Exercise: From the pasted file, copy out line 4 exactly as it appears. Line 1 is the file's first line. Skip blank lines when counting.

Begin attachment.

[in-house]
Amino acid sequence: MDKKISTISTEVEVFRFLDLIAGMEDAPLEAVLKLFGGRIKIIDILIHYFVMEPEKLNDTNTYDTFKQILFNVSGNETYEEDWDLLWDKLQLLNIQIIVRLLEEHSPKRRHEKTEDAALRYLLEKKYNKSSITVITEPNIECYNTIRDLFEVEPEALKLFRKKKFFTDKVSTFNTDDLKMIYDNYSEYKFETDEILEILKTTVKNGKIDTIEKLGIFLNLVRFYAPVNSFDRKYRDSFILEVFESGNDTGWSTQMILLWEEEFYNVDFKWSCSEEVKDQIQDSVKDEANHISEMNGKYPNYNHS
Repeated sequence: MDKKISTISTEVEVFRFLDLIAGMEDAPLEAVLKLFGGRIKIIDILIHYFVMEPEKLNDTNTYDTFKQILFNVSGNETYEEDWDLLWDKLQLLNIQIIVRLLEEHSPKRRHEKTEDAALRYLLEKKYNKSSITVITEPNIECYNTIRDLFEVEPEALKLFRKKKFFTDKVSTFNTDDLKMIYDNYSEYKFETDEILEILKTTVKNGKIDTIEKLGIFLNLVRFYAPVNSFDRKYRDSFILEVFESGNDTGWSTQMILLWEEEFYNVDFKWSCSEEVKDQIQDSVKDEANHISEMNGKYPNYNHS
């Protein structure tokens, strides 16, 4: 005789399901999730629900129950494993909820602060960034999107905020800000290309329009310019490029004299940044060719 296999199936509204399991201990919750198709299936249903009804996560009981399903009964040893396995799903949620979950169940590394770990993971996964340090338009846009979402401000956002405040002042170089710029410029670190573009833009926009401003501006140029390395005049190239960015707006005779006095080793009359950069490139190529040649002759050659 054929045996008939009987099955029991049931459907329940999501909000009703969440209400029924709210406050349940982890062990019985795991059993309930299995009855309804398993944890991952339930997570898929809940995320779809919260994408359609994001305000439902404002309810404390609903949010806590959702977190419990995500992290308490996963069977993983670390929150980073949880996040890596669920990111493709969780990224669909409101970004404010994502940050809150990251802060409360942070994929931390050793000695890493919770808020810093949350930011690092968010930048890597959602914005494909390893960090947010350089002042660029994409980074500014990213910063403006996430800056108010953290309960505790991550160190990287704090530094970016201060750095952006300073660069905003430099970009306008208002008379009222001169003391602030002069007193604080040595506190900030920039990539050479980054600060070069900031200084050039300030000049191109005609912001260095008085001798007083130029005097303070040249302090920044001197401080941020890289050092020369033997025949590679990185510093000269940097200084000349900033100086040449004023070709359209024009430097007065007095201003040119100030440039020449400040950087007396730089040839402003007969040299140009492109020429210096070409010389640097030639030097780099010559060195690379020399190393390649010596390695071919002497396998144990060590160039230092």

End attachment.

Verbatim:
């Protein structure tokens, strides 16, 4: 005789399901999730629900129950494993909820602060960034999107905020800000290309329009310019490029004299940044060719 296999199936509204399991201990919750198709299936249903009804996560009981399903009964040893396995799903949620979950169940590394770990993971996964340090338009846009979402401000956002405040002042170089710029410029670190573009833009926009401003501006140029390395005049190239960015707006005779006095080793009359950069490139190529040649002759050659 054929045996008939009987099955029991049931459907329940999501909000009703969440209400029924709210406050349940982890062990019985795991059993309930299995009855309804398993944890991952339930997570898929809940995320779809919260994408359609994001305000439902404002309810404390609903949010806590959702977190419990995500992290308490996963069977993983670390929150980073949880996040890596669920990111493709969780990224669909409101970004404010994502940050809150990251802060409360942070994929931390050793000695890493919770808020810093949350930011690092968010930048890597959602914005494909390893960090947010350089002042660029994409980074500014990213910063403006996430800056108010953290309960505790991550160190990287704090530094970016201060750095952006300073660069905003430099970009306008208002008379009222001169003391602030002069007193604080040595506190900030920039990539050479980054600060070069900031200084050039300030000049191109005609912001260095008085001798007083130029005097303070040249302090920044001197401080941020890289050092020369033997025949590679990185510093000269940097200084000349900033100086040449004023070709359209024009430097007065007095201003040119100030440039020449400040950087007396730089040839402003007969040299140009492109020429210096070409010389640097030639030097780099010559060195690379020399190393390649010596390695071919002497396998144990060590160039230092």